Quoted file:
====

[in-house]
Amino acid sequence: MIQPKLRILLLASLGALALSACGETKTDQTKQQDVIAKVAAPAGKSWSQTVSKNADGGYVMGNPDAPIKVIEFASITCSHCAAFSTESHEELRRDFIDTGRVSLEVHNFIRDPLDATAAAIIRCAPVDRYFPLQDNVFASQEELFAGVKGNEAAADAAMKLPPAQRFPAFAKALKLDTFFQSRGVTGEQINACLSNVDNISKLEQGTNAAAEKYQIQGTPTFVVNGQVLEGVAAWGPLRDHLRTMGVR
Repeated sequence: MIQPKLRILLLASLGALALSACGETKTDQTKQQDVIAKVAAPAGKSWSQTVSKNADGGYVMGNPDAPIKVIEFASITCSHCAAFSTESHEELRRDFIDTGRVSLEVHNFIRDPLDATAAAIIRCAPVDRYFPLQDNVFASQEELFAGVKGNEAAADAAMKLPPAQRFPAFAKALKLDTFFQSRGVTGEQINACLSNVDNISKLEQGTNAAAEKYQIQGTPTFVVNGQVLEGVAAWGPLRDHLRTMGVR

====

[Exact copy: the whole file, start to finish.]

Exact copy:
[in-house]
Amino acid sequence: MIQPKLRILLLASLGALALSACGETKTDQTKQQDVIAKVAAPAGKSWSQTVSKNADGGYVMGNPDAPIKVIEFASITCSHCAAFSTESHEELRRDFIDTGRVSLEVHNFIRDPLDATAAAIIRCAPVDRYFPLQDNVFASQEELFAGVKGNEAAADAAMKLPPAQRFPAFAKALKLDTFFQSRGVTGEQINACLSNVDNISKLEQGTNAAAEKYQIQGTPTFVVNGQVLEGVAAWGPLRDHLRTMGVR
Repeated sequence: MIQPKLRILLLASLGALALSACGETKTDQTKQQDVIAKVAAPAGKSWSQTVSKNADGGYVMGNPDAPIKVIEFASITCSHCAAFSTESHEELRRDFIDTGRVSLEVHNFIRDPLDATAAAIIRCAPVDRYFPLQDNVFASQEELFAGVKGNEAAADAAMKLPPAQRFPAFAKALKLDTFFQSRGVTGEQINACLSNVDNISKLEQGTNAAAEKYQIQGTPTFVVNGQVLEGVAAWGPLRDHLRTMGVR